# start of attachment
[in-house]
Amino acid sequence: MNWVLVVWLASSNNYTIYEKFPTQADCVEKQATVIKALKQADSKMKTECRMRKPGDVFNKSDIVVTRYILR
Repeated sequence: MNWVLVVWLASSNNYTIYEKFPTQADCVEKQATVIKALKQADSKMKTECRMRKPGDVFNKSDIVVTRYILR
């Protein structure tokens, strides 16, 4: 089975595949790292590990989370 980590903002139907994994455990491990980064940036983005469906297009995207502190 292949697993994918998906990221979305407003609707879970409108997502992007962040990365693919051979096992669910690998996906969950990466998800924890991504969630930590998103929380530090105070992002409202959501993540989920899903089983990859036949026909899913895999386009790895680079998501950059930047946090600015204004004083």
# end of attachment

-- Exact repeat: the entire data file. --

[in-house]
Amino acid sequence: MNWVLVVWLASSNNYTIYEKFPTQADCVEKQATVIKALKQADSKMKTECRMRKPGDVFNKSDIVVTRYILR
Repeated sequence: MNWVLVVWLASSNNYTIYEKFPTQADCVEKQATVIKALKQADSKMKTECRMRKPGDVFNKSDIVVTRYILR
């Protein structure tokens, strides 16, 4: 089975595949790292590990989370 980590903002139907994994455990491990980064940036983005469906297009995207502190 292949697993994918998906990221979305407003609707879970409108997502992007962040990365693919051979096992669910690998996906969950990466998800924890991504969630930590998103929380530090105070992002409202959501993540989920899903089983990859036949026909899913895999386009790895680079998501950059930047946090600015204004004083």